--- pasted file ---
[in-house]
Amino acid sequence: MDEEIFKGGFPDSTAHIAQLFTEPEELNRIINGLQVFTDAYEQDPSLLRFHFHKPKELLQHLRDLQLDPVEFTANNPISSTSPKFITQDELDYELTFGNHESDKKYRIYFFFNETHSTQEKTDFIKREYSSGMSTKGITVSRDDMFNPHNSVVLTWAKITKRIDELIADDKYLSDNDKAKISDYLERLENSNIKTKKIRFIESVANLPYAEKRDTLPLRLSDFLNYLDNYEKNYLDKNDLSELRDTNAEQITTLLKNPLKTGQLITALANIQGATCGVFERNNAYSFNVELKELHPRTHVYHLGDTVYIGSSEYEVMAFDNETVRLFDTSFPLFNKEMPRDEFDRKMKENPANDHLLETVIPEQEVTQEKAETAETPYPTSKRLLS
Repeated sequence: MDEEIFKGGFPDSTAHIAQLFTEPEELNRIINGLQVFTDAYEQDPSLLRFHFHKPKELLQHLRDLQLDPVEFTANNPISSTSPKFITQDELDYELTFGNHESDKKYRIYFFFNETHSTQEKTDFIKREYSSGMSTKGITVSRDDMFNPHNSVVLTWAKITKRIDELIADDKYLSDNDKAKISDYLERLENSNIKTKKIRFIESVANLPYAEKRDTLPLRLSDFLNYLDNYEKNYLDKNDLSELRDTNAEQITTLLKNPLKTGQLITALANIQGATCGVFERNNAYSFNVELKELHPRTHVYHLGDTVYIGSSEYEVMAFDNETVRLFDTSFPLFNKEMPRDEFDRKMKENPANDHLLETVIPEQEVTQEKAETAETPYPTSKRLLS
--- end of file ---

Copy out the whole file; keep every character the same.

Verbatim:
[in-house]
Amino acid sequence: MDEEIFKGGFPDSTAHIAQLFTEPEELNRIINGLQVFTDAYEQDPSLLRFHFHKPKELLQHLRDLQLDPVEFTANNPISSTSPKFITQDELDYELTFGNHESDKKYRIYFFFNETHSTQEKTDFIKREYSSGMSTKGITVSRDDMFNPHNSVVLTWAKITKRIDELIADDKYLSDNDKAKISDYLERLENSNIKTKKIRFIESVANLPYAEKRDTLPLRLSDFLNYLDNYEKNYLDKNDLSELRDTNAEQITTLLKNPLKTGQLITALANIQGATCGVFERNNAYSFNVELKELHPRTHVYHLGDTVYIGSSEYEVMAFDNETVRLFDTSFPLFNKEMPRDEFDRKMKENPANDHLLETVIPEQEVTQEKAETAETPYPTSKRLLS
Repeated sequence: MDEEIFKGGFPDSTAHIAQLFTEPEELNRIINGLQVFTDAYEQDPSLLRFHFHKPKELLQHLRDLQLDPVEFTANNPISSTSPKFITQDELDYELTFGNHESDKKYRIYFFFNETHSTQEKTDFIKREYSSGMSTKGITVSRDDMFNPHNSVVLTWAKITKRIDELIADDKYLSDNDKAKISDYLERLENSNIKTKKIRFIESVANLPYAEKRDTLPLRLSDFLNYLDNYEKNYLDKNDLSELRDTNAEQITTLLKNPLKTGQLITALANIQGATCGVFERNNAYSFNVELKELHPRTHVYHLGDTVYIGSSEYEVMAFDNETVRLFDTSFPLFNKEMPRDEFDRKMKENPANDHLLETVIPEQEVTQEKAETAETPYPTSKRLLS